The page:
BTW, have you ever read Robert Heinlein's "The Puppet Masters"? I hear that there are jet cars, ray guns, and alien slugs that take over the mind of their victims. That theme has been used many times in SF, such as in "Invasion of the Body Snatchers" and the Star Trek TNG episode "Conspiracy". It is interesting how there are two major themes in "alien invasion" literature. Either the humans are helpless and can't fight back, or the human characters fight back with ingenuity and occasionally some serious firepower.

    Christopher Phoenix

  4. One of my favorite episodes of ST:TNG was Conspiracy, and I wished the concept had been expanded, and it oddly violent and creepy. 'We seek peacefully co-existance!" Then BANG! clayheads explode!
    I had remember an interview with GR during the first and second seasons of ST:TNG, and he talked about how studio pushheads wanted more action, and remeber he also wanted the OT to more about exploration than fistfights. He won that battle with ST:TNG, especially if you look at the cricket phaser. There was a phaser, but it was hidden.
    While researching the Assault Rifle blogpost, I read on the Memory Alpha site about how GR felt about the Phaser Rifle from "Where No Man has Go Before." In fact, a Phaser Rifle wasn't seen in ST:TNG until his death. The design for the original phaser and the one from ST:III were amazing, and I think it setup the movement from rayguns to blasters.
    Yeah, I'll have to reread my mock history of the EM-33...left cheated when Enterprise replaced with the phase pistol.

  5. Yeah- the whole "alien parasite" theme is rather creepy. Somewhat fleshy and disgusting as well, with strong themes of body horror. One thing I'm left wondering is how the alien parasites manage to act relatively normal in human society. Can they access the host's memories, and if so, how?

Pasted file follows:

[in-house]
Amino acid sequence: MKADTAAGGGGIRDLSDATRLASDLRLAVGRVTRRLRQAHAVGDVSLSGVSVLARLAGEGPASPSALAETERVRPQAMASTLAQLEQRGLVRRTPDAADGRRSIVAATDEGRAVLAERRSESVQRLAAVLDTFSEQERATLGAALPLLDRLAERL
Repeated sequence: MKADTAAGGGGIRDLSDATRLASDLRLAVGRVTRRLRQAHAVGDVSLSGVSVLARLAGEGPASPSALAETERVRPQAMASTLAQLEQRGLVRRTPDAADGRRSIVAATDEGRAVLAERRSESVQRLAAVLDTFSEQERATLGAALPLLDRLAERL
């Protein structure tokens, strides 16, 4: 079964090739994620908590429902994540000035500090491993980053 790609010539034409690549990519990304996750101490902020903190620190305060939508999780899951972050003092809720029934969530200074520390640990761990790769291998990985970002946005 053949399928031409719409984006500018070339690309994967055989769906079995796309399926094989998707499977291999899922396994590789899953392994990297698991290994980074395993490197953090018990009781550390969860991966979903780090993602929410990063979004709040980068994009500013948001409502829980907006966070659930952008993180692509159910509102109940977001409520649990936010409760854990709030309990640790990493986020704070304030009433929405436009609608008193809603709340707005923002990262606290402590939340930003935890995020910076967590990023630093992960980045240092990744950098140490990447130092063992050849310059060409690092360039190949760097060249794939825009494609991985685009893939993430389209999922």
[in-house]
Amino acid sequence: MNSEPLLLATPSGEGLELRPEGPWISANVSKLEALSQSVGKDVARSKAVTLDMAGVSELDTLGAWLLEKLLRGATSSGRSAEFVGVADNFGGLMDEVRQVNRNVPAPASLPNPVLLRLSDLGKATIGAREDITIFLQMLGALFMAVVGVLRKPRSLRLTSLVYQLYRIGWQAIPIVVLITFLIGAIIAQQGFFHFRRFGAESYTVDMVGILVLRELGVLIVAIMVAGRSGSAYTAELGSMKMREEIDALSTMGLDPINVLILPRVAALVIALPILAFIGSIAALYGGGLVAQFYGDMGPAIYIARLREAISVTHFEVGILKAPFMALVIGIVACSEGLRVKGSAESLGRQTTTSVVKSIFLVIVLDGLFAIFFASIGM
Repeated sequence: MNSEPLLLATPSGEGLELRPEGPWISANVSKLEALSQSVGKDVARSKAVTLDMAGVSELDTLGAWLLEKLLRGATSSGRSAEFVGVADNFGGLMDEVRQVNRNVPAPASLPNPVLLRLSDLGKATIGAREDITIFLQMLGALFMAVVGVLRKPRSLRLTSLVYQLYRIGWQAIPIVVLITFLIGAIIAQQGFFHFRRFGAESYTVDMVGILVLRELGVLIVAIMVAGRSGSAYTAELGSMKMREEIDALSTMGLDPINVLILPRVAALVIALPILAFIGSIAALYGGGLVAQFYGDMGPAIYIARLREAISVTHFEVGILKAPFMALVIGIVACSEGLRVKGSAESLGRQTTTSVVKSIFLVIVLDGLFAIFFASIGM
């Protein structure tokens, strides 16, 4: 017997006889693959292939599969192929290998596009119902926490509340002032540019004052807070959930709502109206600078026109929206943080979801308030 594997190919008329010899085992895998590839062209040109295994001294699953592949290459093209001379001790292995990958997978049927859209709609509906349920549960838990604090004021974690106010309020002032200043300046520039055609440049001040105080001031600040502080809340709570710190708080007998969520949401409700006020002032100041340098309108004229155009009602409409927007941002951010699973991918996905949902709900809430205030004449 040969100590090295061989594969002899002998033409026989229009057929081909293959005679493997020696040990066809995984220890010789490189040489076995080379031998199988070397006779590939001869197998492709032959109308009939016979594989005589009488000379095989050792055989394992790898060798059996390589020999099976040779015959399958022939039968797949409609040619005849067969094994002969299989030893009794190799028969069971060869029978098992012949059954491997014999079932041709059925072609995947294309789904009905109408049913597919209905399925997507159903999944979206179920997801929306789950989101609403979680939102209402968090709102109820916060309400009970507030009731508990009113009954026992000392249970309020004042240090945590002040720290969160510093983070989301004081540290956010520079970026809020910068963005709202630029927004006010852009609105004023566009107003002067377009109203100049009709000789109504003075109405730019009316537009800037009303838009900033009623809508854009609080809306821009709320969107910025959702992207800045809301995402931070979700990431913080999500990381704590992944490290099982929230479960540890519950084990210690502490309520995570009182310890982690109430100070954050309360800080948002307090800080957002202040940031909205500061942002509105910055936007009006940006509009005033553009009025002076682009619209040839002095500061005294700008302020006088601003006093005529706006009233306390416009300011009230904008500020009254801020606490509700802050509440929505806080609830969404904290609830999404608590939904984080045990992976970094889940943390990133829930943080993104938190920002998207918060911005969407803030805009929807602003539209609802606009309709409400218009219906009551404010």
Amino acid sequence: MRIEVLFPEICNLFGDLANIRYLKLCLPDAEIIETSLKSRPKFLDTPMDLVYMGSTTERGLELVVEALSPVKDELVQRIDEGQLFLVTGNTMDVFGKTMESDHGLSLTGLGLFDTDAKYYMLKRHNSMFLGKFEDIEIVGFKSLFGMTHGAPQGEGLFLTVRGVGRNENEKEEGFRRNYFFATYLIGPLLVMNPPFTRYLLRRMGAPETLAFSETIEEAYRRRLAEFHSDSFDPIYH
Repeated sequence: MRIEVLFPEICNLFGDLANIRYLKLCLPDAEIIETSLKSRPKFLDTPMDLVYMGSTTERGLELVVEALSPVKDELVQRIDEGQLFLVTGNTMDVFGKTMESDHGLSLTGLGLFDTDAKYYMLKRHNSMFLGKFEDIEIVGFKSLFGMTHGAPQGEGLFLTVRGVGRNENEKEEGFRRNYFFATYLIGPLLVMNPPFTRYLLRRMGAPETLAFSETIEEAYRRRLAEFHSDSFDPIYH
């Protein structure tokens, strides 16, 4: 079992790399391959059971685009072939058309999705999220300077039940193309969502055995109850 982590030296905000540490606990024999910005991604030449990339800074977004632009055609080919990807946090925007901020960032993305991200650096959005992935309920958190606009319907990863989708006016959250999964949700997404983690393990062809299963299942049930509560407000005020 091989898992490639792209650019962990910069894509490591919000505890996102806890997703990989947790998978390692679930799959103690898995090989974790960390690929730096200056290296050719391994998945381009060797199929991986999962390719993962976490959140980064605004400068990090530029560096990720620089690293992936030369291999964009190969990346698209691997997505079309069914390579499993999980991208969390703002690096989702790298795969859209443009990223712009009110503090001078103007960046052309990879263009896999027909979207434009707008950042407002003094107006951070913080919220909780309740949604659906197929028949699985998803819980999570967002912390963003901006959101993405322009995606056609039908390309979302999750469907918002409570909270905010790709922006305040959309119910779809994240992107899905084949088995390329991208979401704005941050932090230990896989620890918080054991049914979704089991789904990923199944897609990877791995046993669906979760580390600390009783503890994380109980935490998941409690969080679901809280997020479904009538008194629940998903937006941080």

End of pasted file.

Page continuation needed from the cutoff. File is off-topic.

Of course, the invasion is often first detected by the characters in these stories when their family and friends begin behaving in abnormal ways. The hosts often cease showing emotional connection to family and friends, no longer have any sex drive (a dead giveaway!!), and behave in an cold, logical manner totally inconsistent with their original personality. It might be fairly hard for the parasites conceal such an invasion without totally infesting the community and government. Humans are fairly social creatures and will quickly notice when a mind-controlling parasite has infested someone they know and love. The scary aspect is that by the time you notice something is wrong, the aliens may have already taken over the community, and are coming for you. I'm still waiting for the library to send "The Puppet Masters" to the local library for pickup...